Let's look at a control. Open the Controls folder, and then open the Microsoft Forms 2.0 CommandButton control (or another control if you don't have this component registered on your machine). You'll see the list of interfaces shown in Figure 14-5.
The interfaces tell you a lot about the support that the control provides. For example, notice that the control includes the IAccessible interface to enable accessible devices to learn more about the control. Like the managed component we discussed earlier, the component entry contains a wealth of information. In this example, the information includes the following:
Implementation details (such as the location of files and threading model)
Activation details (such as the remote activation site when required)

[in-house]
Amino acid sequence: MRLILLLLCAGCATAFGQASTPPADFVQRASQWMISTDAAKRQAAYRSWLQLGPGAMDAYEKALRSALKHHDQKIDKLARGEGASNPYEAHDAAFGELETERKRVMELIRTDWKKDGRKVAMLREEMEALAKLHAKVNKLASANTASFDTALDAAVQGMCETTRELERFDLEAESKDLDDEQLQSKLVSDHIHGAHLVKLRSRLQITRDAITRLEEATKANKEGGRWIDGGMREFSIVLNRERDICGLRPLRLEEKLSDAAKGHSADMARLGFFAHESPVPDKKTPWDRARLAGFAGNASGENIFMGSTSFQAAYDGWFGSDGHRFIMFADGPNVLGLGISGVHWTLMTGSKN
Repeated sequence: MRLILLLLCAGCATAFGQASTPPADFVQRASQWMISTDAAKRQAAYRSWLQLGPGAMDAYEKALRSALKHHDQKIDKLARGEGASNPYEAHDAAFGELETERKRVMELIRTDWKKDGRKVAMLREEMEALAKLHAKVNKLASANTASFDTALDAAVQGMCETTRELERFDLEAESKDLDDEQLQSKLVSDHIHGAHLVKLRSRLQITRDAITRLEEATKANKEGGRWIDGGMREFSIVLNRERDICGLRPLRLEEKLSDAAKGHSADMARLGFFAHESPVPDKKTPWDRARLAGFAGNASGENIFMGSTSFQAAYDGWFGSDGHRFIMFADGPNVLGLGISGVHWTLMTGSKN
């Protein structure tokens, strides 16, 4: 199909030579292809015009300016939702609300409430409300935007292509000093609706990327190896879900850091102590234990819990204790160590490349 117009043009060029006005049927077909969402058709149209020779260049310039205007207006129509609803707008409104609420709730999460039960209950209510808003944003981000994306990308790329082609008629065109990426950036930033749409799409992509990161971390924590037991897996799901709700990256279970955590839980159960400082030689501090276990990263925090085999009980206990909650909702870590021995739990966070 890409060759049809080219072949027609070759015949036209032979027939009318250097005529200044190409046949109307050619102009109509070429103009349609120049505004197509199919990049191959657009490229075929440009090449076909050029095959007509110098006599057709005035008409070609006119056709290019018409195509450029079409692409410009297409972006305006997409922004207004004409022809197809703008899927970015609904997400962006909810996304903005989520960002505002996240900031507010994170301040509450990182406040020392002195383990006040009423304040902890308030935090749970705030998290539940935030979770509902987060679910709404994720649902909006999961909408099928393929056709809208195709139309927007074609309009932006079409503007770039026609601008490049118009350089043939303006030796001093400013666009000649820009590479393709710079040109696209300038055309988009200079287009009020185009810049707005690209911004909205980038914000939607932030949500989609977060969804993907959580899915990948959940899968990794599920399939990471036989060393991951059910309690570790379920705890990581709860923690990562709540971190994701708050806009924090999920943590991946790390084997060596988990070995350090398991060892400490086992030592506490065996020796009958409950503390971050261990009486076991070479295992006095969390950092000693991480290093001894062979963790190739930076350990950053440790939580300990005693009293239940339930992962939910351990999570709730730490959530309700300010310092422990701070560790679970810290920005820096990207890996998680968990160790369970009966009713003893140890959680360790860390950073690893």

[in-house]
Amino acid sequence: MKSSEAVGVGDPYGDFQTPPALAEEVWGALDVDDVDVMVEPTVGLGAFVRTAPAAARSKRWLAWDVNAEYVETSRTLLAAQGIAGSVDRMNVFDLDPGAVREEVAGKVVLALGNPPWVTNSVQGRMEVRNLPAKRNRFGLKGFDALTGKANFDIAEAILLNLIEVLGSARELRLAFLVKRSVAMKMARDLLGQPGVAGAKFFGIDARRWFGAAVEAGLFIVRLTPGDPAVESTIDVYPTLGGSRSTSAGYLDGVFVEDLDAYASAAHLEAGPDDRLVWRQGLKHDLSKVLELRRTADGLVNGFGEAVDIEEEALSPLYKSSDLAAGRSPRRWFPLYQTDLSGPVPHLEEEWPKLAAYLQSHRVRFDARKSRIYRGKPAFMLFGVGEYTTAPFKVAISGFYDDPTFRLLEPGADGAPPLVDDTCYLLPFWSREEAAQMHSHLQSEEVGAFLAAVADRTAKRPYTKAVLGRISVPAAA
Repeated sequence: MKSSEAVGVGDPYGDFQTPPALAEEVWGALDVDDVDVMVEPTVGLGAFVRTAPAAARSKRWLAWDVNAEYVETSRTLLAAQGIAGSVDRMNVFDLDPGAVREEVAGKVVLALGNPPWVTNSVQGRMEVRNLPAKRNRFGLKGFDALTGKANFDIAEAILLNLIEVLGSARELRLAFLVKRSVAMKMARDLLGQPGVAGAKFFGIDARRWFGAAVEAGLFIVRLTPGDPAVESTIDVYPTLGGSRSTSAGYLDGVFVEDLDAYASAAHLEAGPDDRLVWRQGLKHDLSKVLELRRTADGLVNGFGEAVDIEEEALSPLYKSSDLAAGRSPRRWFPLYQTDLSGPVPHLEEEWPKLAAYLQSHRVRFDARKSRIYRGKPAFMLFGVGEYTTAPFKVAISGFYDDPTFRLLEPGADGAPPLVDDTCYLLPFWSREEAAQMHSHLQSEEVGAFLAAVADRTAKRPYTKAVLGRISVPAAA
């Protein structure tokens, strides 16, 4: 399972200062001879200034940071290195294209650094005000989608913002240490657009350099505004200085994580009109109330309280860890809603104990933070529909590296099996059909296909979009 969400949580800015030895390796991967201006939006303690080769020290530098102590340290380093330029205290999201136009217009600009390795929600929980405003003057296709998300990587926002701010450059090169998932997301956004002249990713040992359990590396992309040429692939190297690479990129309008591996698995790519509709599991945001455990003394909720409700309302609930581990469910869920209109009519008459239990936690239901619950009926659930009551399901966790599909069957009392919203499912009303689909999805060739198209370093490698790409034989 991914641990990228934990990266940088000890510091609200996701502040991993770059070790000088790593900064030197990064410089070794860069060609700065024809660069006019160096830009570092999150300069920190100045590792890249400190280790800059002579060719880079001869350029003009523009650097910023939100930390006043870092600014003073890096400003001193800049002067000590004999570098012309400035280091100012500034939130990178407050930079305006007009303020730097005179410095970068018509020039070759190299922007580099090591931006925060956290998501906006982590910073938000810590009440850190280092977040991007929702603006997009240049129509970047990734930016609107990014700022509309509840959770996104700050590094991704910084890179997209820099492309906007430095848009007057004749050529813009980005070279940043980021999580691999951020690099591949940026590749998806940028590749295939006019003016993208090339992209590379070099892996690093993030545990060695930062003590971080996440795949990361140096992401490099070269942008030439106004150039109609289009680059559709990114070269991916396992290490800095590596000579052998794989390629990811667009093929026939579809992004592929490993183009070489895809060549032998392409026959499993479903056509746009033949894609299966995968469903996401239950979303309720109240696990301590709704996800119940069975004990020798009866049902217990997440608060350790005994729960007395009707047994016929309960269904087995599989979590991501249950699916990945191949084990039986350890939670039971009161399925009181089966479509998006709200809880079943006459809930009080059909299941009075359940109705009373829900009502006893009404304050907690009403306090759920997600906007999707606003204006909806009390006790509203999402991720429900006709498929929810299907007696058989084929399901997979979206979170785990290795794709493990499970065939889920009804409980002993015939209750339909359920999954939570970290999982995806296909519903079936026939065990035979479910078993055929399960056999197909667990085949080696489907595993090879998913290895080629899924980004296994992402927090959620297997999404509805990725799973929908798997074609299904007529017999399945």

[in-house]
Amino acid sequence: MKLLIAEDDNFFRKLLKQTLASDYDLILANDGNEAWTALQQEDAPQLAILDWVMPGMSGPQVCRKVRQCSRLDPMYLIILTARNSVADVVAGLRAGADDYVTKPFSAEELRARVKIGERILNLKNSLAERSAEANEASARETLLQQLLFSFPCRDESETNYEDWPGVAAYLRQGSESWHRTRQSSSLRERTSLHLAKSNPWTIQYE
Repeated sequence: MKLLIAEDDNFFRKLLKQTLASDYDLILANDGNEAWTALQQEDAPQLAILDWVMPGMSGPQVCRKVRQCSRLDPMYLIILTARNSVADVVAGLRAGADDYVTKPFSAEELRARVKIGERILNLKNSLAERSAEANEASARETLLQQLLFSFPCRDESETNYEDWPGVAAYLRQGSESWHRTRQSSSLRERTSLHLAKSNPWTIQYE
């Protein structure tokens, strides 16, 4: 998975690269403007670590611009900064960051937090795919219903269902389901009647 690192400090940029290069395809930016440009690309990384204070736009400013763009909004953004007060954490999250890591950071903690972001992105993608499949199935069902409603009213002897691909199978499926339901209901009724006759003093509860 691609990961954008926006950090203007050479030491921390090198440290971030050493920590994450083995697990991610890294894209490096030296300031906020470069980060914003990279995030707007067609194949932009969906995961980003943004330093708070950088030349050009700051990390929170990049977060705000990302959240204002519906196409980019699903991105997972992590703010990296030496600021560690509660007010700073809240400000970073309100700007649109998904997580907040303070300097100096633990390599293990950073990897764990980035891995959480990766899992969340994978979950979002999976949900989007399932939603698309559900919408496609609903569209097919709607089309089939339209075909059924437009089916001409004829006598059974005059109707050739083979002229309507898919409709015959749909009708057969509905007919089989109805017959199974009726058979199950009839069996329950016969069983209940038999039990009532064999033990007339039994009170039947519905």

Launch permissions (such as who can run the application)
Access permissions (such as who can look at the component's settings)
All these settings have default values based on what the developer specified during the development process. Viewing these details can help you use the control as a template for developing controls of your own. Comparing the unmanaged control list of interfaces and the settings of features in those interfaces to the same information in a managed control you create can help reduce the chance of interoperability problems.
At some point, you'll want to perform some type of analysis on the control so that you can duplicate its interface set (not necessarily the functionality) in your own control. Getting this information means spending time in interface analysis.